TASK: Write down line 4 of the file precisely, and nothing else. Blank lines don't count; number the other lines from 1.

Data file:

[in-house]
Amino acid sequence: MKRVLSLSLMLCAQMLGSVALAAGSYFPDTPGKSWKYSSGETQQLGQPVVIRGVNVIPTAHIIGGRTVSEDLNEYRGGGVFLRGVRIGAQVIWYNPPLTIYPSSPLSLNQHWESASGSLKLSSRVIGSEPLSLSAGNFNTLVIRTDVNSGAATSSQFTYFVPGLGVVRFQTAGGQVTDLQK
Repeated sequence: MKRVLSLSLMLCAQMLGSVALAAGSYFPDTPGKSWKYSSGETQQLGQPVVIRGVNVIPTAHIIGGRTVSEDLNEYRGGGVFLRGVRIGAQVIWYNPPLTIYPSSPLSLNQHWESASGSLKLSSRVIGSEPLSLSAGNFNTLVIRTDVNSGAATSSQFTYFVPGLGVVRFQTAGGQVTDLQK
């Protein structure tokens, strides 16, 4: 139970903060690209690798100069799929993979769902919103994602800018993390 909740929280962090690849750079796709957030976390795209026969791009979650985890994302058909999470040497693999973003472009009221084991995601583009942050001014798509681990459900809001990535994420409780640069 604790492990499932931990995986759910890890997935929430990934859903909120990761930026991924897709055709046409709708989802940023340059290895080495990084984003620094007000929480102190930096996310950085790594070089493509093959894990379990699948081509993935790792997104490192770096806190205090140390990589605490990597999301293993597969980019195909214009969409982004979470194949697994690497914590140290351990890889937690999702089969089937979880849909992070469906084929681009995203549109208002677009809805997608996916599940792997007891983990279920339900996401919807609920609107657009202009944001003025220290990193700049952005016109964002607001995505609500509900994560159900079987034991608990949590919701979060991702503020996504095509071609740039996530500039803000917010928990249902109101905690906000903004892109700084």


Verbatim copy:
């Protein structure tokens, strides 16, 4: 139970903060690209690798100069799929993979769902919103994602800018993390 909740929280962090690849750079796709957030976390795209026969791009979650985890994302058909999470040497693999973003472009009221084991995601583009942050001014798509681990459900809001990535994420409780640069 604790492990499932931990995986759910890890997935929430990934859903909120990761930026991924897709055709046409709708989802940023340059290895080495990084984003620094007000929480102190930096996310950085790594070089493509093959894990379990699948081509993935790792997104490192770096806190205090140390990589605490990597999301293993597969980019195909214009969409982004979470194949697994690497914590140290351990890889937690999702089969089937979880849909992070469906084929681009995203549109208002677009809805997608996916599940792997007891983990279920339900996401919807609920609107657009202009944001003025220290990193700049952005016109964002607001995505609500509900994560159900079987034991608990949590919701979060991702503020996504095509071609740039996530500039803000917010928990249902109101905690906000903004892109700084």